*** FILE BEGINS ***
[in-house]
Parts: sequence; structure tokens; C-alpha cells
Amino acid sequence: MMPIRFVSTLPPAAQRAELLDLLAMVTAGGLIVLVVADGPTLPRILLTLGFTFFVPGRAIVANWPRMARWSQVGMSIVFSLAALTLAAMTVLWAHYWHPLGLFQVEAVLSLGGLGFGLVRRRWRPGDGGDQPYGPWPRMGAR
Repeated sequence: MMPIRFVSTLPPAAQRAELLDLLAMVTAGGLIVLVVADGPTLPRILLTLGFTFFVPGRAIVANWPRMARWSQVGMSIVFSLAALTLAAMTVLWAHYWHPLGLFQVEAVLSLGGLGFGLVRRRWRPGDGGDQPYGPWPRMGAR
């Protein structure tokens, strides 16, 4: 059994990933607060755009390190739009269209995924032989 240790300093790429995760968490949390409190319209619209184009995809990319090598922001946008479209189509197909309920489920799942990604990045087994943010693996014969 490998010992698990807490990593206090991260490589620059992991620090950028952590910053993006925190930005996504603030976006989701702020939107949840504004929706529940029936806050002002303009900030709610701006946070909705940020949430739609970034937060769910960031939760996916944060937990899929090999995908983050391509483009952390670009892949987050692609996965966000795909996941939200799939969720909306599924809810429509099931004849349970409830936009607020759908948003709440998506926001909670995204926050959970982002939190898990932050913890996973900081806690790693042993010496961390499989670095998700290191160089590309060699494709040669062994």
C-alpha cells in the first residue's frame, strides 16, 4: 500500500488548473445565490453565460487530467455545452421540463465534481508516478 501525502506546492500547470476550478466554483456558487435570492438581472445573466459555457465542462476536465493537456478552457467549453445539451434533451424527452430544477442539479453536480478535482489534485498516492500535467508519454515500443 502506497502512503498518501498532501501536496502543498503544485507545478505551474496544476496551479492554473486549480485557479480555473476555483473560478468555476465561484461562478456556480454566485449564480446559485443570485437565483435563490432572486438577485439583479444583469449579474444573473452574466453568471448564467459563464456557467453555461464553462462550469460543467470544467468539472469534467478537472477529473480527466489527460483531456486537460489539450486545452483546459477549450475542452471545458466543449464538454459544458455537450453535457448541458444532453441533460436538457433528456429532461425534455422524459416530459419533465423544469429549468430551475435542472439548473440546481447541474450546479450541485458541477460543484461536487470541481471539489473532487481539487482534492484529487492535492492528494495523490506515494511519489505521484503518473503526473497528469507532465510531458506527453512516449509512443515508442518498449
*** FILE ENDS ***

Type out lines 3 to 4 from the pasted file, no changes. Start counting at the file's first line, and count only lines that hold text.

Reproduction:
Amino acid sequence: MMPIRFVSTLPPAAQRAELLDLLAMVTAGGLIVLVVADGPTLPRILLTLGFTFFVPGRAIVANWPRMARWSQVGMSIVFSLAALTLAAMTVLWAHYWHPLGLFQVEAVLSLGGLGFGLVRRRWRPGDGGDQPYGPWPRMGAR
Repeated sequence: MMPIRFVSTLPPAAQRAELLDLLAMVTAGGLIVLVVADGPTLPRILLTLGFTFFVPGRAIVANWPRMARWSQVGMSIVFSLAALTLAAMTVLWAHYWHPLGLFQVEAVLSLGGLGFGLVRRRWRPGDGGDQPYGPWPRMGAR